Before and after my child came into the world, my husband and I were inundated with advice from parents. Here’s the best way to sleep train, one would say. Baby led weaning instead of purees is best, another would say. Naturally, we ended up accepting some advice, disregarding others and creating our own ways of parenting that worked best for our family. There is, however, one piece of advice that has withstood the test of time and helped us immensely. A friend said, “Whenever you’re scared or confused by what your baby is doing, just wait a week.” I would recall that piece of sage wisdom whenever my son was going through a period of foregoing naps, of being really fussy or of suddenly hating all kinds of food. His patterns and behaviors were constantly changing so I didn’t need to get hung up on anything but just let it pass and let him settle into a new rhythm of being.
Little did I know that I would be comforted by reciting those very same words to myself. In many ways, even we adults are like babies and toddlers in that our moods are constantly shifting depending on our circumstances like how much sleep we’ve gotten, how busy we are at work, or just a hormonal shift going on in our bodies. Those words to just “wait a week” have prevented me from making many a rash decisions because most times, I would feel completely differently about the same issue just seven days later.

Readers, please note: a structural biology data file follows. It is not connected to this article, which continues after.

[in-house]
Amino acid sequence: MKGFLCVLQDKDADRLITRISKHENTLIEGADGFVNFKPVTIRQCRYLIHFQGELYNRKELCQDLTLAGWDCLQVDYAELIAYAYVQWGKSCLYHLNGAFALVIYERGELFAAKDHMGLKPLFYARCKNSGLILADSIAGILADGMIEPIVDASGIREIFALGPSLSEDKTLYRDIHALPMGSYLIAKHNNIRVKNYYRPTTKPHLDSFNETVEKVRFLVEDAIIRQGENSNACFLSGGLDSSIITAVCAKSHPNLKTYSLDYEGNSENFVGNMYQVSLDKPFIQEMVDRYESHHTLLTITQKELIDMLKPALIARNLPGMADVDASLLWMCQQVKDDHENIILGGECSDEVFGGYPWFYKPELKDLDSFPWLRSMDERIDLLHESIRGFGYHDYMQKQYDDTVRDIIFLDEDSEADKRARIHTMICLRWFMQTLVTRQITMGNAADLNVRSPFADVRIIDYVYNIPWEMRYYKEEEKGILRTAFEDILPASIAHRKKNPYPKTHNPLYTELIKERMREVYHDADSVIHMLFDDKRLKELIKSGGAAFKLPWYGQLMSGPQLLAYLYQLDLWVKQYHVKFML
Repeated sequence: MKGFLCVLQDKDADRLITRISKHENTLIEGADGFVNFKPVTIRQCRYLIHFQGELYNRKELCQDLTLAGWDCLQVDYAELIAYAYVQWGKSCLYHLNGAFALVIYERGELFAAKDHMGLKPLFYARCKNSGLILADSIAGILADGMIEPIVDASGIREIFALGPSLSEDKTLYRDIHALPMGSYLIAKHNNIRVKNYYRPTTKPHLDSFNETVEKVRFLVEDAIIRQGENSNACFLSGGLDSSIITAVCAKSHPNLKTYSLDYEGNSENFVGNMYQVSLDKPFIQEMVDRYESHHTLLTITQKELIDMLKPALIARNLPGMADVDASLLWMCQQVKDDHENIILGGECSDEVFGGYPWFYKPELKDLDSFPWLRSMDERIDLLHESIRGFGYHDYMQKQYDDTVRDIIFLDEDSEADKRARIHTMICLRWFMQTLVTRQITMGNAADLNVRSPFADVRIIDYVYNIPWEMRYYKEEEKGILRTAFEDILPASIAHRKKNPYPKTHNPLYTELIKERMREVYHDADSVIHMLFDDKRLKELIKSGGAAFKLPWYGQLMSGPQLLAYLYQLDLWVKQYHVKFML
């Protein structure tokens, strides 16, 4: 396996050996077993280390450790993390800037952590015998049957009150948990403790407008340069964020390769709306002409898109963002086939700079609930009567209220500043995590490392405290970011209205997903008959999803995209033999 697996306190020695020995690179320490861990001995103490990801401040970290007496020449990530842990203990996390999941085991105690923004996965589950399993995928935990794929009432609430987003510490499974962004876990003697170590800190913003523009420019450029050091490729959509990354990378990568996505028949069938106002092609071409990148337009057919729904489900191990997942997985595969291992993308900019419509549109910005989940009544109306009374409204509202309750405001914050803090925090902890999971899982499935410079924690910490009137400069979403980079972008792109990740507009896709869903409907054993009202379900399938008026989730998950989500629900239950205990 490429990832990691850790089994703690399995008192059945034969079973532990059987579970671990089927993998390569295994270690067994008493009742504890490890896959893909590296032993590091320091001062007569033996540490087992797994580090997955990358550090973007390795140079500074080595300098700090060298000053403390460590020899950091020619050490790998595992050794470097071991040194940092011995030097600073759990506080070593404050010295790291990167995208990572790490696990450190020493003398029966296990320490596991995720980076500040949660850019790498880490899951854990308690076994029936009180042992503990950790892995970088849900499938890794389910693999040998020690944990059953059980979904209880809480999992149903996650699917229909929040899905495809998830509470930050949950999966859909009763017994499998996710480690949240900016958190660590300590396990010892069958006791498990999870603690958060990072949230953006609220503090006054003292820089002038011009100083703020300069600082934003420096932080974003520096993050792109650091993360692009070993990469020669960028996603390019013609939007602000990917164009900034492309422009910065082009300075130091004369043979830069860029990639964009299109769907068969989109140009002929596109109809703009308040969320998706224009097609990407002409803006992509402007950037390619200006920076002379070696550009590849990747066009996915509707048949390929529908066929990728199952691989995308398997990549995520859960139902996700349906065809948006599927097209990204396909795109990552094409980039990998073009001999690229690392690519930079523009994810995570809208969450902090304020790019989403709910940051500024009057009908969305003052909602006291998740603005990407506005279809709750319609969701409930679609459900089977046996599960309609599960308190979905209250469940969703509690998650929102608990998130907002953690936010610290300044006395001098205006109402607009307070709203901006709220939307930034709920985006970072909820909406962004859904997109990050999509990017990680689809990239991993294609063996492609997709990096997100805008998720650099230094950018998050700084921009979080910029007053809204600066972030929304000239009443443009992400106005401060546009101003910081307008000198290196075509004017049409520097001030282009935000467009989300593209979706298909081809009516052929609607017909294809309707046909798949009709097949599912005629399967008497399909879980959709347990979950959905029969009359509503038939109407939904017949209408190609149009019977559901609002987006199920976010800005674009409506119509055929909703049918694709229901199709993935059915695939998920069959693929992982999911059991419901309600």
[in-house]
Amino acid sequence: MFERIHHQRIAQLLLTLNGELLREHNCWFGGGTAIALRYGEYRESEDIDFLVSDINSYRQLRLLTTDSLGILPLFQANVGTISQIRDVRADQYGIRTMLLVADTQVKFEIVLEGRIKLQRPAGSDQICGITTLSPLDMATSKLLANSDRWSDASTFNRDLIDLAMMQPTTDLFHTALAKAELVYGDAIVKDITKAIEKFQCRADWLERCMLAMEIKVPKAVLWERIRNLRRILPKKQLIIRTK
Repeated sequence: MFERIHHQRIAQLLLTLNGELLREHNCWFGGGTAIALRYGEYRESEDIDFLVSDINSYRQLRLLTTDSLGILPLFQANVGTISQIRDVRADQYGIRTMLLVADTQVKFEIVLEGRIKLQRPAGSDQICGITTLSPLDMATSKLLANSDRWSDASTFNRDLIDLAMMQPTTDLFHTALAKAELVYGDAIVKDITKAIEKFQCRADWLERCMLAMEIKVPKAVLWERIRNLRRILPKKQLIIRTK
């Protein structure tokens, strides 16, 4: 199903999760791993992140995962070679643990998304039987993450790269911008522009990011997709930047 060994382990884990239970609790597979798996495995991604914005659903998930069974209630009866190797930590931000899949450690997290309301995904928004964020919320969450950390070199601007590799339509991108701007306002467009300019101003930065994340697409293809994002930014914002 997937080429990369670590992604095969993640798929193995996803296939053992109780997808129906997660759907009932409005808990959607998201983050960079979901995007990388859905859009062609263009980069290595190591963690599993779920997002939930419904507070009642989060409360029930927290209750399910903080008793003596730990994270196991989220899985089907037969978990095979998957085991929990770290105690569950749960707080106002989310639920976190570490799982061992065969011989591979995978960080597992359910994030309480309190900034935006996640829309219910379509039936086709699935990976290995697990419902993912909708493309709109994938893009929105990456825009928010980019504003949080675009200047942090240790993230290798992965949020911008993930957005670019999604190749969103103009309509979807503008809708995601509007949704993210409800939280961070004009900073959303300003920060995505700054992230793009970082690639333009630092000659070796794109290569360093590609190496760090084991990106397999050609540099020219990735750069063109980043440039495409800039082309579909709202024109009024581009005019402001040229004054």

A few months ago, I will confess that I went through a week of struggling immensely with my job and wanting to leave it. There were a couple of situations that overwhelmed and intimidated me and I just wanted to escape. But after a week of some good self-care such as prioritizing sleep, making positive connections with the staff, and reading a terrific book on letting go of people-pleasing, my attitude had a 180 degree shift by the following week.
So here’s my advice for those who are struggling right now in whatever way: you want to leave your job, you want to leave your spouse, you hate the way you look, you want to quit school or even something more minor like you really want a pair of shoes that are outside your current budget. Before making any decisions or taking action, just wait a week. I assure you that your emotions about those situations will be different. New and creative solutions might even emerge within that week.
If they don’t change, if the strong negative emotions stay with you consistently for over two weeks, then, at that point, see it as an invitation to explore how to change either your circumstances or your feelings about your circumstances by asking yourself the following questions:
What is it precisely about this situation that makes me ___________ (Fill in the blank. Angry, want to quit, want it so badly, etc.).
Is there any way I can take responsibility and address those concerns now by changing something? Even something minor?
If there isn’t anything I can do to change my circumstances, what are the steps I can take to eventually change my circumstances in time?